Trikhanda, Trikhaṇḍa, Trikhaṇḍā: 6 definitions


Trikhanda means something in Hinduism, Sanskrit. If you want to know the exact meaning, history, etymology or English translation of this term then check out the descriptions on this page. Add your comment or reference to a book if you want to contribute to this summary article.

In Hinduism

Purana and Itihasa (epic history)

[«previous next»] — Trikhanda in Purana glossary
Source: Cologne Digital Sanskrit Dictionaries: The Purana Index

Trikhaṇḍa (त्रिखण्ड).—A Prakaṭaśakti.*

  • * Brahmāṇḍa-purāṇa IV. 19. 15; 42. 2; 44. 115.
Purana book cover
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The Purana (पुराण, purāṇas) refers to Sanskrit literature preserving ancient India’s vast cultural history, including historical legends, religious ceremonies, various arts and sciences. The eighteen mahapuranas total over 400,000 shlokas (metrical couplets) and date to at least several centuries BCE.

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Shaktism (Shakta philosophy)

[«previous next»] — Trikhanda in Shaktism glossary
Source: Google Books: Manthanabhairavatantram

1) Trikhaṇḍā (त्रिखण्डा) is the name of a Mantra described in the Śrīmatottara-tantra, an expansion of the Kubjikāmatatantra: the earliest popular and most authoritative Tantra of the Kubjikā cult.

2) Trikhaṇḍa (त्रिखण्ड) refers to the “three parts” (of the circular maṇḍala), according to the Brahmayāmala verse 57.55.—Accordingly, “Having first fashioned a circular, auspicious area of two hands, (breadth extending) east and west, and having first divided it in half with a thread, the circular maṇḍala is in three parts [i.e., trikhaṇḍa]”.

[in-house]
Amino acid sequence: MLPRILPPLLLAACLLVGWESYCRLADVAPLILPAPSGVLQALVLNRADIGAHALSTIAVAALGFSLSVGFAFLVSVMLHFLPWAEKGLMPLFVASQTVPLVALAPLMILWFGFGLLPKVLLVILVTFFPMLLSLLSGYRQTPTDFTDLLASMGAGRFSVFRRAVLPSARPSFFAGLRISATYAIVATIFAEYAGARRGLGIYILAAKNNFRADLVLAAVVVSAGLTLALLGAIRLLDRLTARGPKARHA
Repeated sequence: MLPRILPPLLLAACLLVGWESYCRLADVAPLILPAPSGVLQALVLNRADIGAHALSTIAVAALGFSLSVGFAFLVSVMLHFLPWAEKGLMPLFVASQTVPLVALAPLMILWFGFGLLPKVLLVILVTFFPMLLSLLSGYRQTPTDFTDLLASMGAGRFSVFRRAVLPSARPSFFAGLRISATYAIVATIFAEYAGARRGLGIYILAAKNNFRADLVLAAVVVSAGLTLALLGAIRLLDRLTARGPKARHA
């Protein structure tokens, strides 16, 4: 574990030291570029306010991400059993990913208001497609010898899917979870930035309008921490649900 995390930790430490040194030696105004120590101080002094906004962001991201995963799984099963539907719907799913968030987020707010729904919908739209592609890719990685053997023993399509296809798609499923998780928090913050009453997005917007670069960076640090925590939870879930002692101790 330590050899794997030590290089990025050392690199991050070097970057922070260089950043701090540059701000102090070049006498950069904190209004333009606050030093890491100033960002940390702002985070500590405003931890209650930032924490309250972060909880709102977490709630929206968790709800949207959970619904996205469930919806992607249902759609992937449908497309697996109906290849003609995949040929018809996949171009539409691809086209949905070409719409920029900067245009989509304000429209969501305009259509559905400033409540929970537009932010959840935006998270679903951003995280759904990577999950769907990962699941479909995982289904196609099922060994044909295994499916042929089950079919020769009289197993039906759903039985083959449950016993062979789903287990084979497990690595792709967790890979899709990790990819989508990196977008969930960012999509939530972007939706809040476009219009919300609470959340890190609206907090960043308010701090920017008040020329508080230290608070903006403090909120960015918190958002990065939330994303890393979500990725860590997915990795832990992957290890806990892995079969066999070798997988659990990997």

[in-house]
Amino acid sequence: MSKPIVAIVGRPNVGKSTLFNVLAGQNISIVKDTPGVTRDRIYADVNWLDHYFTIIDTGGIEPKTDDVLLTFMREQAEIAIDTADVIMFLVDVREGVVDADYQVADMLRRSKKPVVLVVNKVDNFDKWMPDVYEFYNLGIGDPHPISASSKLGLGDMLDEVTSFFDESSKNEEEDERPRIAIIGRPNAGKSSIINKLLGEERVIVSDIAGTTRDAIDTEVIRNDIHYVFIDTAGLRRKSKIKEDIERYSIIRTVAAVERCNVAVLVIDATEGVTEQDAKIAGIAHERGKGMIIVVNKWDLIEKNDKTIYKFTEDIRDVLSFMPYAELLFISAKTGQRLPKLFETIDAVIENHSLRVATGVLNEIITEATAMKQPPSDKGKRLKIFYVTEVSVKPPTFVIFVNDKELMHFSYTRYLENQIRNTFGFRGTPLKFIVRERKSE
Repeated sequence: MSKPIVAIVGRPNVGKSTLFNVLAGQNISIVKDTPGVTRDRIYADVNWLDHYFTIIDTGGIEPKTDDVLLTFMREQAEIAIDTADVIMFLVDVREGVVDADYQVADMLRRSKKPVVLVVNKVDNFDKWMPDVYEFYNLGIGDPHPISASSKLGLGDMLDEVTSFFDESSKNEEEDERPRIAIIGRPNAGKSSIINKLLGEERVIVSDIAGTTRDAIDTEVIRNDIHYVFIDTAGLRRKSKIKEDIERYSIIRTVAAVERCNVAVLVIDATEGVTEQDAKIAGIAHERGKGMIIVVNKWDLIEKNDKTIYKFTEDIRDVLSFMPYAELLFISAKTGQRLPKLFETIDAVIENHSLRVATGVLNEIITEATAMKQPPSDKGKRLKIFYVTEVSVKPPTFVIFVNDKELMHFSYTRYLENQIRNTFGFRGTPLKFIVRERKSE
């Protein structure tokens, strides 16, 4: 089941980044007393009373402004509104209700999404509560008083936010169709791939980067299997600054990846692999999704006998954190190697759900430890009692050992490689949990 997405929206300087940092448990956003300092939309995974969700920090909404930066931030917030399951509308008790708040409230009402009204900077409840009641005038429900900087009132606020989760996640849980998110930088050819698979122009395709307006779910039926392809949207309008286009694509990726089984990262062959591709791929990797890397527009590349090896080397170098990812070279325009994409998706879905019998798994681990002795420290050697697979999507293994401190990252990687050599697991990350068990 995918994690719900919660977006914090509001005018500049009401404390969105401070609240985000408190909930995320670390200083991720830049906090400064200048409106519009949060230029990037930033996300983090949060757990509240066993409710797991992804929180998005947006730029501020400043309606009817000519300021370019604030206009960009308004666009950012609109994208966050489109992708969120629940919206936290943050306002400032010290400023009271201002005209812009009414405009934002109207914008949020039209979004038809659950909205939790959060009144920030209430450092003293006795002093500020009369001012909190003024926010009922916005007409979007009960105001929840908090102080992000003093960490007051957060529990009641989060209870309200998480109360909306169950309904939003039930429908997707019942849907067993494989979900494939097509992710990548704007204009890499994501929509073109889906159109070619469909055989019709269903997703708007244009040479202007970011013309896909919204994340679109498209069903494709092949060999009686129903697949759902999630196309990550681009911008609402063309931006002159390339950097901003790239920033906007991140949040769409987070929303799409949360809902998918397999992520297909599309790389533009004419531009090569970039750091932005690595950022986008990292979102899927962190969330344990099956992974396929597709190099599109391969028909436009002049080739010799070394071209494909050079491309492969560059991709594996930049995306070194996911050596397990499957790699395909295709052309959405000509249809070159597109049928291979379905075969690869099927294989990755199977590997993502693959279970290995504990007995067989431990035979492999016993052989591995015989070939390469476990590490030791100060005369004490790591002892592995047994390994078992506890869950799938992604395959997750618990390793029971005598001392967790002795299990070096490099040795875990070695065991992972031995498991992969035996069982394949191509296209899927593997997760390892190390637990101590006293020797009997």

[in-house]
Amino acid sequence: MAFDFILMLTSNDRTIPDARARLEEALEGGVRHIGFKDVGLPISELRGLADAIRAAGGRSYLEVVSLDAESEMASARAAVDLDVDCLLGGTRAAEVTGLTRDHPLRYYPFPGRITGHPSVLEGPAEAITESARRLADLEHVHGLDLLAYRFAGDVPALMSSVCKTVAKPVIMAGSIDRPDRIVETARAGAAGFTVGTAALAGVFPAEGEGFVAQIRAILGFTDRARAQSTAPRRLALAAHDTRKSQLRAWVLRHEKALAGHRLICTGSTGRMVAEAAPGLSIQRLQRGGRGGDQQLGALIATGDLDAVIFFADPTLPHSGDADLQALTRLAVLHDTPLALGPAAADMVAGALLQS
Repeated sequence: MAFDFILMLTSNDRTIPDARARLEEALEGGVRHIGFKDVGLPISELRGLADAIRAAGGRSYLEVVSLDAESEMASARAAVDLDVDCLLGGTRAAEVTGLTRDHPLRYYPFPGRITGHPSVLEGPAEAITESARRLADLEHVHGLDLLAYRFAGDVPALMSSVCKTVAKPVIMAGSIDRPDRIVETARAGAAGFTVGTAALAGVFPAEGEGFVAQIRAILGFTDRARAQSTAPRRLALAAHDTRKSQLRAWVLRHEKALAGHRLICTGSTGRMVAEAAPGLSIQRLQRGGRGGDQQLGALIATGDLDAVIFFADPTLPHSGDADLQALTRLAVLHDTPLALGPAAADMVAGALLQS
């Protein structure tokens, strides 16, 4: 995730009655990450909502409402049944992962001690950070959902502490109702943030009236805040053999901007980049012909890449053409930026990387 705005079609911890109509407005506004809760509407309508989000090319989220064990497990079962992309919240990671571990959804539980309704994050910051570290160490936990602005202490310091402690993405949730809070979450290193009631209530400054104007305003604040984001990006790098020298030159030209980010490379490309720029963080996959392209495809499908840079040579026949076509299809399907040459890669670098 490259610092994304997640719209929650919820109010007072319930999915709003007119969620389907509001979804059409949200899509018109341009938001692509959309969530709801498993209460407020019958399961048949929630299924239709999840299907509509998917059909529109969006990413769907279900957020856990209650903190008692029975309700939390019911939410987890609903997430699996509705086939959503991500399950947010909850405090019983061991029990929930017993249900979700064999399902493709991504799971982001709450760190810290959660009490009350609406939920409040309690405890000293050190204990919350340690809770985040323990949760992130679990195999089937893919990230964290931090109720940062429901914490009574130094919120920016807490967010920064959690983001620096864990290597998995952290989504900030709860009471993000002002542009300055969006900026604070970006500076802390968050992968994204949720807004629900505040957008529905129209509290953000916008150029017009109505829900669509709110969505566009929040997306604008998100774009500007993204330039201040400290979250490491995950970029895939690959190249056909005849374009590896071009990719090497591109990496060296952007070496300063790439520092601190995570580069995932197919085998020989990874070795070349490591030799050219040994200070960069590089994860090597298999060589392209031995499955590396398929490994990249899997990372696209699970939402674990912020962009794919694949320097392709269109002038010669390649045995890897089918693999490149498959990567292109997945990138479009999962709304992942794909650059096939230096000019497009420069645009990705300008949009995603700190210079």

3) Trikhaṇḍa (त्रिखण्ड) refers to the union of Rudrakhaṇḍa, Mātṛkhaṇḍa and Cāmuṇḍākhaṇḍa, according to the Kularatnoddyota, one of the earliest Kubjikā Tantras.—Accordingly, “There, one (part) is the Rudrakhaṇḍa, the second is Mātṛkhaṇḍa, while one should know the third to be the excellent Cāmuṇḍākhaṇḍa. (This Vidyā) is called ‘Trikhaṇḍā’ because (it is formed) by the union of (these) three parts. It accomplishes every purpose and is taught everywhere”.

Source: Brill: Śaivism and the Tantric Traditions (shaktism)

Trikhaṇḍā (त्रिखण्डा) refers to one of the ten gestures (daśamudrā or mudrā-daśaka) of the Goddess Nityā Sundarī, according to the Kāmasiddhi-stuti (also Vāmakeśvarī-stuti) and the Vāmakeśvaratantra (also known as Nityāṣoḍaśikārṇava).—[...] Although the Vāmakeśvaratantra does not assign a place for the gestures (mudrā) in the maṇḍala, it does describe them and asks the worshipper to use them during the worship. As found in the third chapter of the Vāmakeśvaratantra, these ten gestures are [e.g., trikhaṇḍā, ...]

Shaktism book cover
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Shakta (शाक्त, śākta) or Shaktism (śāktism) represents a tradition of Hinduism where the Goddess (Devi) is revered and worshipped. Shakta literature includes a range of scriptures, including various Agamas and Tantras, although its roots may be traced back to the Vedas.

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Languages of India and abroad

Sanskrit dictionary

[«previous next»] — Trikhanda in Sanskrit glossary
Source: Cologne Digital Sanskrit Dictionaries: Monier-Williams Sanskrit-English Dictionary

Trikhaṇḍa (त्रिखण्ड):—[=tri-khaṇḍa] [from tri] mfn. the inhabited earth as divided into 3 portions (the first 2 continents and half of the 3rd), [Śatruṃjaya-māhātmya x, 318; xiv, 309.]

[Sanskrit to German]

Trikhanda in German

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Sanskrit, also spelled संस्कृतम् (saṃskṛtam), is an ancient language of India commonly seen as the grandmother of the Indo-European language family (even English!). Closely allied with Prakrit and Pali, Sanskrit is more exhaustive in both grammar and terms and has the most extensive collection of literature in the world, greatly surpassing its sister-languages Greek and Latin.

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